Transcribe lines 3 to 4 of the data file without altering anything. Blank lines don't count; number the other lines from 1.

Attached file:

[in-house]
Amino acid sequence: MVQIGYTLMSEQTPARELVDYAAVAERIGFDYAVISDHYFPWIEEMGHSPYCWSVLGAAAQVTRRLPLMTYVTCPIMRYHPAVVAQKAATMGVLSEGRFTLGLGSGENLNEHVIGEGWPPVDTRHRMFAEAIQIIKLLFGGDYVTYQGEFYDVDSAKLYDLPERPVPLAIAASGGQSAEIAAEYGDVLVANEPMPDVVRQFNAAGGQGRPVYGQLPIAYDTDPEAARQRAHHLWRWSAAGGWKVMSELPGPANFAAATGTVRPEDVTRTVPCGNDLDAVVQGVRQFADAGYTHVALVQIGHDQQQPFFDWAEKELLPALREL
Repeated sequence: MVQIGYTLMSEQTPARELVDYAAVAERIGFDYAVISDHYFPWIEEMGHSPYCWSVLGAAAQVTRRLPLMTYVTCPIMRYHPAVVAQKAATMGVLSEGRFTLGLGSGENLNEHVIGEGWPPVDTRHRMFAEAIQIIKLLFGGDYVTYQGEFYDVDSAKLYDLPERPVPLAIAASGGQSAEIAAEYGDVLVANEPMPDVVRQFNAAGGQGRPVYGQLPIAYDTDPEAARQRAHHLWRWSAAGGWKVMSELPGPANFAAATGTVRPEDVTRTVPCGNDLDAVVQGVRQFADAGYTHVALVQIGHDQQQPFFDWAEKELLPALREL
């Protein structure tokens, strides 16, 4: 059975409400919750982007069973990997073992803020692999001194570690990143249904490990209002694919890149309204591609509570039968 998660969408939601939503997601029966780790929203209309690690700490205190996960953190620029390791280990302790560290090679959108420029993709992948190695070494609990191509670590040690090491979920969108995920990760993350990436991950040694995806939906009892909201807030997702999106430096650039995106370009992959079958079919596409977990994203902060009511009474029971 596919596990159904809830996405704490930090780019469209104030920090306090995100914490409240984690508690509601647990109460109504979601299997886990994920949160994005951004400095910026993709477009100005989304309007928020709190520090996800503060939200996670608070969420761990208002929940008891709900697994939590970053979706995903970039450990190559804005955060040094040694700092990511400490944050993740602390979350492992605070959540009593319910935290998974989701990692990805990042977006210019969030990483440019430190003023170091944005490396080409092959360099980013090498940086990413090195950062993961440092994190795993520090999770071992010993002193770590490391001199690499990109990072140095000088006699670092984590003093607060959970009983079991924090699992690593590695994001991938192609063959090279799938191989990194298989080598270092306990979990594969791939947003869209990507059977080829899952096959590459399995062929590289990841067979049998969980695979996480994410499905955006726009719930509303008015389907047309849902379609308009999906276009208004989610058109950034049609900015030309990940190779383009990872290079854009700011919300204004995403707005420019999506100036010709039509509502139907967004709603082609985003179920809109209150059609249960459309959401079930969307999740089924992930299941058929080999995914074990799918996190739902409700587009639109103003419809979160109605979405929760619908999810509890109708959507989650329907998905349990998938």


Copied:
Repeated sequence: MVQIGYTLMSEQTPARELVDYAAVAERIGFDYAVISDHYFPWIEEMGHSPYCWSVLGAAAQVTRRLPLMTYVTCPIMRYHPAVVAQKAATMGVLSEGRFTLGLGSGENLNEHVIGEGWPPVDTRHRMFAEAIQIIKLLFGGDYVTYQGEFYDVDSAKLYDLPERPVPLAIAASGGQSAEIAAEYGDVLVANEPMPDVVRQFNAAGGQGRPVYGQLPIAYDTDPEAARQRAHHLWRWSAAGGWKVMSELPGPANFAAATGTVRPEDVTRTVPCGNDLDAVVQGVRQFADAGYTHVALVQIGHDQQQPFFDWAEKELLPALREL
């Protein structure tokens, strides 16, 4: 059975409400919750982007069973990997073992803020692999001194570690990143249904490990209002694919890149309204591609509570039968 998660969408939601939503997601029966780790929203209309690690700490205190996960953190620029390791280990302790560290090679959108420029993709992948190695070494609990191509670590040690090491979920969108995920990760993350990436991950040694995806939906009892909201807030997702999106430096650039995106370009992959079958079919596409977990994203902060009511009474029971 596919596990159904809830996405704490930090780019469209104030920090306090995100914490409240984690508690509601647990109460109504979601299997886990994920949160994005951004400095910026993709477009100005989304309007928020709190520090996800503060939200996670608070969420761990208002929940008891709900697994939590970053979706995903970039450990190559804005955060040094040694700092990511400490944050993740602390979350492992605070959540009593319910935290998974989701990692990805990042977006210019969030990483440019430190003023170091944005490396080409092959360099980013090498940086990413090195950062993961440092994190795993520090999770071992010993002193770590490391001199690499990109990072140095000088006699670092984590003093607060959970009983079991924090699992690593590695994001991938192609063959090279799938191989990194298989080598270092306990979990594969791939947003869209990507059977080829899952096959590459399995062929590289990841067979049998969980695979996480994410499905955006726009719930509303008015389907047309849902379609308009999906276009208004989610058109950034049609900015030309990940190779383009990872290079854009700011919300204004995403707005420019999506100036010709039509509502139907967004709603082609985003179920809109209150059609249960459309959401079930969307999740089924992930299941058929080999995914074990799918996190739902409700587009639109103003419809979160109605979405929760619908999810509890109708959507989650329907998905349990998938």